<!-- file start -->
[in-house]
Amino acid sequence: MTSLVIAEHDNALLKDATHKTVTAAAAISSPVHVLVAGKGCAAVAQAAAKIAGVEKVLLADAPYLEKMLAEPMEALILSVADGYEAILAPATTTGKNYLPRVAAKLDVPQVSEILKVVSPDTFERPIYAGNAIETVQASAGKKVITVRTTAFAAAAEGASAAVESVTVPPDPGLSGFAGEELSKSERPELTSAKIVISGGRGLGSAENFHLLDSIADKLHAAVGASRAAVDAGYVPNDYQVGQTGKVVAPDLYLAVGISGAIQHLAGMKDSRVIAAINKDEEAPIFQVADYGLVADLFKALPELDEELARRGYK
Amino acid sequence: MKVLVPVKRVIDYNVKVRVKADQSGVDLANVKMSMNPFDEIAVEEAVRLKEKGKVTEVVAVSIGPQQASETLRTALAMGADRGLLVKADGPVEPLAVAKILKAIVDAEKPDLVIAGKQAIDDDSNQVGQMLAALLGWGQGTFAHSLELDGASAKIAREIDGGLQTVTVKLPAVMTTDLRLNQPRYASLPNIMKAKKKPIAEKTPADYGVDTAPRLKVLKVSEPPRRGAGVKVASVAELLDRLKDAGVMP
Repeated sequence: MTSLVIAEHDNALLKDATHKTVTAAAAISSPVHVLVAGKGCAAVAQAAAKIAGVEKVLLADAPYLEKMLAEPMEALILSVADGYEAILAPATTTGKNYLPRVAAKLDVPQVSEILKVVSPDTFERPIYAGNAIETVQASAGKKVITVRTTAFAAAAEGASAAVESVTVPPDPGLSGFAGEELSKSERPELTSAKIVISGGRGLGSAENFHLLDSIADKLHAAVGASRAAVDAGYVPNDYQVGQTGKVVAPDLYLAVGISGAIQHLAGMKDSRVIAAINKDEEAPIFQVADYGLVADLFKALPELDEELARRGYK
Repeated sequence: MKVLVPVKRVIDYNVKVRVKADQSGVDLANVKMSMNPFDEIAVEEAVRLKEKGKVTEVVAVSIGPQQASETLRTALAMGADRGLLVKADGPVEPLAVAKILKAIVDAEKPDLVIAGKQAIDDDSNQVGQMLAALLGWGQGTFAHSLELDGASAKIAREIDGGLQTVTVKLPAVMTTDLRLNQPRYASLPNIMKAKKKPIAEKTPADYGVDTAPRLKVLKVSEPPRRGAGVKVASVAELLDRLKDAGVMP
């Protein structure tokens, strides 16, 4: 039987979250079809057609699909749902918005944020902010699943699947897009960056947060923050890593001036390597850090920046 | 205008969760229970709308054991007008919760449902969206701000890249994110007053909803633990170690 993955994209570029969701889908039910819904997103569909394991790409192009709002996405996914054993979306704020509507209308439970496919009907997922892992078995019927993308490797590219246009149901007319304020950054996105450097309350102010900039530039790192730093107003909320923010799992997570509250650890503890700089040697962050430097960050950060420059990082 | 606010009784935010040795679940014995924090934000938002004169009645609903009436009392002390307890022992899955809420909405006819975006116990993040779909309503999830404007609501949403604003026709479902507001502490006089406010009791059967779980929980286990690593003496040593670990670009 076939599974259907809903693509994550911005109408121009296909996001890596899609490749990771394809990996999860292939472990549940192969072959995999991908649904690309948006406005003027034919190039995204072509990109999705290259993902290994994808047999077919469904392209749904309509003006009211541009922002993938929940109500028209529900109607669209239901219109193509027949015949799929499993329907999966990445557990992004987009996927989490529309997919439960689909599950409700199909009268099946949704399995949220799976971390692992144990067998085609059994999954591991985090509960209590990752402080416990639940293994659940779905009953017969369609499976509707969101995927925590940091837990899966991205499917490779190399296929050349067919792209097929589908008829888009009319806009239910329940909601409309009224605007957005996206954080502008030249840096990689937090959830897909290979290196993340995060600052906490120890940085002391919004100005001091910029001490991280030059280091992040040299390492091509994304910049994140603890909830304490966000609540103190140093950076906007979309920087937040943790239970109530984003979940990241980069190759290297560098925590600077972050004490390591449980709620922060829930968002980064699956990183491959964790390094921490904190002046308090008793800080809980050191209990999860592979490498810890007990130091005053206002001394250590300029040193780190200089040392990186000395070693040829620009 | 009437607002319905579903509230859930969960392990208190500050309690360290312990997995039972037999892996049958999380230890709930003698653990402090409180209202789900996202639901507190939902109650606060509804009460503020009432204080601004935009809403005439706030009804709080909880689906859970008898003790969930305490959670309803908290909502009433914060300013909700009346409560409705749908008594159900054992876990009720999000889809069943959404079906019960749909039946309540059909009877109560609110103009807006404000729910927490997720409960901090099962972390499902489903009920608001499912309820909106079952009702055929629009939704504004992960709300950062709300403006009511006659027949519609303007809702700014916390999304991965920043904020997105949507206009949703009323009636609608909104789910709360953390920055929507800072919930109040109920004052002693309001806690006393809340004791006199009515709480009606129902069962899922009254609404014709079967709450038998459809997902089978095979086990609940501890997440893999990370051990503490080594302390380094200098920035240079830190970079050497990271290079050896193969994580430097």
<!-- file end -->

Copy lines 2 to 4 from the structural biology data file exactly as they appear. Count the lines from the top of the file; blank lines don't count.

Amino acid sequence: MTSLVIAEHDNALLKDATHKTVTAAAAISSPVHVLVAGKGCAAVAQAAAKIAGVEKVLLADAPYLEKMLAEPMEALILSVADGYEAILAPATTTGKNYLPRVAAKLDVPQVSEILKVVSPDTFERPIYAGNAIETVQASAGKKVITVRTTAFAAAAEGASAAVESVTVPPDPGLSGFAGEELSKSERPELTSAKIVISGGRGLGSAENFHLLDSIADKLHAAVGASRAAVDAGYVPNDYQVGQTGKVVAPDLYLAVGISGAIQHLAGMKDSRVIAAINKDEEAPIFQVADYGLVADLFKALPELDEELARRGYK
Amino acid sequence: MKVLVPVKRVIDYNVKVRVKADQSGVDLANVKMSMNPFDEIAVEEAVRLKEKGKVTEVVAVSIGPQQASETLRTALAMGADRGLLVKADGPVEPLAVAKILKAIVDAEKPDLVIAGKQAIDDDSNQVGQMLAALLGWGQGTFAHSLELDGASAKIAREIDGGLQTVTVKLPAVMTTDLRLNQPRYASLPNIMKAKKKPIAEKTPADYGVDTAPRLKVLKVSEPPRRGAGVKVASVAELLDRLKDAGVMP
Repeated sequence: MTSLVIAEHDNALLKDATHKTVTAAAAISSPVHVLVAGKGCAAVAQAAAKIAGVEKVLLADAPYLEKMLAEPMEALILSVADGYEAILAPATTTGKNYLPRVAAKLDVPQVSEILKVVSPDTFERPIYAGNAIETVQASAGKKVITVRTTAFAAAAEGASAAVESVTVPPDPGLSGFAGEELSKSERPELTSAKIVISGGRGLGSAENFHLLDSIADKLHAAVGASRAAVDAGYVPNDYQVGQTGKVVAPDLYLAVGISGAIQHLAGMKDSRVIAAINKDEEAPIFQVADYGLVADLFKALPELDEELARRGYK